Advancing Sexual and Reproductive Health and Rights
 
Family Planning Perspectives
Volume 33, Number 1, January/February 2001

Union Status, Marital History and FemaleContraceptive Sterilization in the United States

By Amy L. Godecker, Elizabeth Thomson and Larry L. Bumpass

Much of what is known about the choice of sterilization as a contraceptive method is based on data from married women or couples. Because of increasing rates of cohabitation, divorce and repartnering, however, the relationship context in which sterilization decisions are made has changed.

Methods: The 1995 National Survey of Family Growth includes the complete birth and union histories of 10,277 white, black and Hispanic women. The distribution of union status and marital history at the time of tubal sterilization was estimated for these three racial and ethnic groups among the 799 women who had had a tubal ligation in 1990-1995 before age 40. Cox proportional hazard regression models were used to estimate the effects of union status and marital history on the risk of tubal sterilization. The analysis controlled for the woman's age, parity, race and ethnicity, education, region, experience of an unwanted birth and calendar period.

Results: Among women who obtained a tubal sterilization, most whites (79%) and Hispanics (66%) were married when they had the operation, compared with only 36% of black women. At the time of their sterilization, 46% of black women had never been married. Among all women, regardless of race and ethnicity and net of all controls, the probability of tubal sterilization is about 25% lower for single, never-married women than for cohabiting or married women. Cohabitation does not reduce the likelihood in comparison to marriage, however. Higher rates of tubal sterilization among Hispanic women are accounted for by their higher parity at each age; differences in parity or marriage by race only partially account for the relatively higher rates of tubal sterilization among black women.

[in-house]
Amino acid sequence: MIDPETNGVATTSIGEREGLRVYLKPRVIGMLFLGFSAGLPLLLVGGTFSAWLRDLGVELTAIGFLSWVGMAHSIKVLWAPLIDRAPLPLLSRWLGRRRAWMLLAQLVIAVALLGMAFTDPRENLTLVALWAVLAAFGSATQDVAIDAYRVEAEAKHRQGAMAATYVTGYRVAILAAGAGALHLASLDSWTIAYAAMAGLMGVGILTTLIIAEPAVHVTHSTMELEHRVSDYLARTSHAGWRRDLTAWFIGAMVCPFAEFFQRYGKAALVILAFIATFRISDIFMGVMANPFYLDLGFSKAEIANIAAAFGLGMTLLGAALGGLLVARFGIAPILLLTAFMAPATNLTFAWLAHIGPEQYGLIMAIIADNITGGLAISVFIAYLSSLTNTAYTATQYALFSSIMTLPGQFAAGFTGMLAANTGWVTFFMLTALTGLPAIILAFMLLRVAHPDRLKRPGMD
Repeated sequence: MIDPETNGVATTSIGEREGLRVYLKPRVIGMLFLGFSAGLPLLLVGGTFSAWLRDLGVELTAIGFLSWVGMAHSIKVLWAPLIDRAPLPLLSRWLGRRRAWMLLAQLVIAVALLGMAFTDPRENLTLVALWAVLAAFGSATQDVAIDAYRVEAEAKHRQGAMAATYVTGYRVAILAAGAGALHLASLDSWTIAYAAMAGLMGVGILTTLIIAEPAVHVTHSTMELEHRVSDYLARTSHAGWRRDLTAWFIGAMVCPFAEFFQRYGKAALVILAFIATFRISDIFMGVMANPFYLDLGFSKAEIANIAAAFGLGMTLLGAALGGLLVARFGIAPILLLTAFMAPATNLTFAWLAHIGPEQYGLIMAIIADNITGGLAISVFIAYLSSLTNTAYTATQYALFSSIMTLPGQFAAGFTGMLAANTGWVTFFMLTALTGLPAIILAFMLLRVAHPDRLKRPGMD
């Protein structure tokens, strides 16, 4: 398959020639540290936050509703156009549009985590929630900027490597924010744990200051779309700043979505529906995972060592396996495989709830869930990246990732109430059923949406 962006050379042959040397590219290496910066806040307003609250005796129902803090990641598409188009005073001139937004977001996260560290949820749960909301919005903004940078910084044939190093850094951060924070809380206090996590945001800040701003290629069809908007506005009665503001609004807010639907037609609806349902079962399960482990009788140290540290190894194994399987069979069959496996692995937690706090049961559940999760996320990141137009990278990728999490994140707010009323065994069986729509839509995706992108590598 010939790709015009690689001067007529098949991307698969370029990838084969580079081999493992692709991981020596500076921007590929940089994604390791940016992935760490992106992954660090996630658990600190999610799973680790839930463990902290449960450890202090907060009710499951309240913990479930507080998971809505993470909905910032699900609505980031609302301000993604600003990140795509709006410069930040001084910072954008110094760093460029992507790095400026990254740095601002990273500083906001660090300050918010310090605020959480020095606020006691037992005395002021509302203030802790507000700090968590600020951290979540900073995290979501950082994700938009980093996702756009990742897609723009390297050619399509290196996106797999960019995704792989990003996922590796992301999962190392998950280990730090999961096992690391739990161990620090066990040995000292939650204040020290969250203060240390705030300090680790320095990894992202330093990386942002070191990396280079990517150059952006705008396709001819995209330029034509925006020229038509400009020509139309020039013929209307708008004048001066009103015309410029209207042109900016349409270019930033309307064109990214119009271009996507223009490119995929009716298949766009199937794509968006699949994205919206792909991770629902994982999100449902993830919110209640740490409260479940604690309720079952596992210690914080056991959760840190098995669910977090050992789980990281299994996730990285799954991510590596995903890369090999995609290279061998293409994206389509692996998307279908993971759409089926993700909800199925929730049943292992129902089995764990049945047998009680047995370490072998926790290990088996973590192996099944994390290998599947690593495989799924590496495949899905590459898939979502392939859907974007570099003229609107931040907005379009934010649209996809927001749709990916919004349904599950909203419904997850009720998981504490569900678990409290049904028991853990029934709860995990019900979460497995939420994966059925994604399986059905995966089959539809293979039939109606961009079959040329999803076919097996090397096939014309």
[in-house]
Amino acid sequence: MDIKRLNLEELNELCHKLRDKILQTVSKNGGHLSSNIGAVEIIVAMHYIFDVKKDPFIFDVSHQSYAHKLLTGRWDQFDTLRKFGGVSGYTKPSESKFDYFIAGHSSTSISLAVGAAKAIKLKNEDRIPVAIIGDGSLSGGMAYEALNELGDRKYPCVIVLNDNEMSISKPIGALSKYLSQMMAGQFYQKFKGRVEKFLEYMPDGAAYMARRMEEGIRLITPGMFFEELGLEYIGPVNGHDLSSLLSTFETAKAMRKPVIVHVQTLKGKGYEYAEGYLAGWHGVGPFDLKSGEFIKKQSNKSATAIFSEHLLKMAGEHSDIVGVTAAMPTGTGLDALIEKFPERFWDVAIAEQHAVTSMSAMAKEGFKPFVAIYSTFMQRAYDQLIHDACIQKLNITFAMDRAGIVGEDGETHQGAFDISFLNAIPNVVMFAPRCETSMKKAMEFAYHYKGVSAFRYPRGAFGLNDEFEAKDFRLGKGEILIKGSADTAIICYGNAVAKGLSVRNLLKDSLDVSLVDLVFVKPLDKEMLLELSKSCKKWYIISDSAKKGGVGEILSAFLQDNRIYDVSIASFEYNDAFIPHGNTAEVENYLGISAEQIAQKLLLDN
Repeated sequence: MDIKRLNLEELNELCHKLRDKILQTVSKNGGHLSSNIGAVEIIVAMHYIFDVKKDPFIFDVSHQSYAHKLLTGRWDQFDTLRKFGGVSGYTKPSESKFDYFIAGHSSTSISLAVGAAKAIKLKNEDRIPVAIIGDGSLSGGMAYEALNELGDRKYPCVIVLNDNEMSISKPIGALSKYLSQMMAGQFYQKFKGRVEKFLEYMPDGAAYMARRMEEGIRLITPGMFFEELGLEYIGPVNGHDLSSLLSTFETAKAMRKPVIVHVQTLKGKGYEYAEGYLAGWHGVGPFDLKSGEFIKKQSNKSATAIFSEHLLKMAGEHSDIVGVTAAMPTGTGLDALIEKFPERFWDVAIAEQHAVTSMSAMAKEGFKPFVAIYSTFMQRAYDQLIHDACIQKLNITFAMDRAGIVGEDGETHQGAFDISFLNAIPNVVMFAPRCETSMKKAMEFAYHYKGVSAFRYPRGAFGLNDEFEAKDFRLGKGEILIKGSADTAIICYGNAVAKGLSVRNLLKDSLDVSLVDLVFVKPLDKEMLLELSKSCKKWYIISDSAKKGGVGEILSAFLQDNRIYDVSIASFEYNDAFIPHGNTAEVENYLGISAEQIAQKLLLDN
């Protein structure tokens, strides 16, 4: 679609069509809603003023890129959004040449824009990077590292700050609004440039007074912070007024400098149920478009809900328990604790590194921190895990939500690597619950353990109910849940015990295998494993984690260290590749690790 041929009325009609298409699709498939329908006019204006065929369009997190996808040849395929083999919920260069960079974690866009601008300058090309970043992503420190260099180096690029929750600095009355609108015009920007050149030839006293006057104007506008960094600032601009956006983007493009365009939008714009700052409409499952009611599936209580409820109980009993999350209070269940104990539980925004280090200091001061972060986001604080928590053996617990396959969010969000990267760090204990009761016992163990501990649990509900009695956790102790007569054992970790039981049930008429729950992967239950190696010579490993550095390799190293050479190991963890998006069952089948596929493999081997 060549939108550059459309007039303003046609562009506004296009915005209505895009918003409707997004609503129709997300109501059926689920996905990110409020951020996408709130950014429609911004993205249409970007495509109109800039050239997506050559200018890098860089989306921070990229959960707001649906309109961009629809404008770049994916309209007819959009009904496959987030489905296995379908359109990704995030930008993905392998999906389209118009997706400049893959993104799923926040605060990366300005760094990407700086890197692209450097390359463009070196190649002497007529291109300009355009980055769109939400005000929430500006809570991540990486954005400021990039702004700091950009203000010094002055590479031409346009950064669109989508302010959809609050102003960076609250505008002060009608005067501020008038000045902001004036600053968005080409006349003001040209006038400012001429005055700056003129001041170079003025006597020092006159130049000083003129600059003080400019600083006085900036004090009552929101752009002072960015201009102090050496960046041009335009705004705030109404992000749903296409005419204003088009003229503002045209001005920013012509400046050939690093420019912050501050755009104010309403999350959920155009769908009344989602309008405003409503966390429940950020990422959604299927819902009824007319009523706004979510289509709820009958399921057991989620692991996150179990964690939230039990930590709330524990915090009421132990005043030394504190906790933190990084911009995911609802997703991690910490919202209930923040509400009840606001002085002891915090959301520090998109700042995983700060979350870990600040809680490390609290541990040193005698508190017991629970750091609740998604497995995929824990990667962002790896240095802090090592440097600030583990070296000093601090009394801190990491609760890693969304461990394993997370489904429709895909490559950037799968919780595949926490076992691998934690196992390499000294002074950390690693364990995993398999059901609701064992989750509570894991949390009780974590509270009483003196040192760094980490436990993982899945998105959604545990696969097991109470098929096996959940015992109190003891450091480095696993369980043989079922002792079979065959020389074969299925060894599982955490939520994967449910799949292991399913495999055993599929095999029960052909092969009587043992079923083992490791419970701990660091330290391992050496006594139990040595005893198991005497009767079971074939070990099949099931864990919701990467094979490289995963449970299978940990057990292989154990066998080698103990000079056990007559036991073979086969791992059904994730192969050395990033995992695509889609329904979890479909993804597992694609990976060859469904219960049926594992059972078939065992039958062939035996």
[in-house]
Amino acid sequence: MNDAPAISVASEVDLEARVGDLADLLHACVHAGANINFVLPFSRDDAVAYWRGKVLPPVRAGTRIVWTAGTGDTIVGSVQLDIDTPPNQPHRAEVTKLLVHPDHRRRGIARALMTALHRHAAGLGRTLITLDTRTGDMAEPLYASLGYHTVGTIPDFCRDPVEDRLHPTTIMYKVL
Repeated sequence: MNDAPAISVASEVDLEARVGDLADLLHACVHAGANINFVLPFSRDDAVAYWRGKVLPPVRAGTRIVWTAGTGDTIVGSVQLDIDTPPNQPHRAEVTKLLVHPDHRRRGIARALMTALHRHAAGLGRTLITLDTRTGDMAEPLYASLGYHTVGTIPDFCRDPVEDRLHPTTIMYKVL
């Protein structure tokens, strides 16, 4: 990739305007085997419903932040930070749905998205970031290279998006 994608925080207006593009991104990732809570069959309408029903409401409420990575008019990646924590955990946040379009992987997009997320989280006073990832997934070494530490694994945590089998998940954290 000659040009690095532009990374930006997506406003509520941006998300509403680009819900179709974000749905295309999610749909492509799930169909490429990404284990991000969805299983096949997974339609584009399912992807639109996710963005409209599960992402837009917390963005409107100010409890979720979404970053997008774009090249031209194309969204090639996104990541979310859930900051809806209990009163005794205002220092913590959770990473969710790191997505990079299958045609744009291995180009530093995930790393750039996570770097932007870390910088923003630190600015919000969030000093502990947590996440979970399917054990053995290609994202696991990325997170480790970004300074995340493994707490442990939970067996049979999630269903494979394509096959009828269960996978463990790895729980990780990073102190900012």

Conclusions: Because women currently spend greater proportions of their lives outside of marriage or in less-stable cohabiting partnerships than they did in the past, they are increasingly likely to make the decision to seek sterilization on their own. As a result, the gender gap in contraceptive sterilization will likely increase. The possibility of partnership change is an important consideration in choosing sterilization as a contraceptive method.

Family Planning Perspectives, 2001, 33(1):35-41 & 49

Sterilization is now the most prevalent method of contraception in the United States. Recent analyses of data from Cycle 5 of the National Survey of Family Growth (NSFG) show that approximately 28% of women who practice contraception have had a tubal sterilization, a proportion that just exceeds the 27% who rely on oral contraceptives.1 An additional 11% of women are married to or living with a man who has had a vasectomy.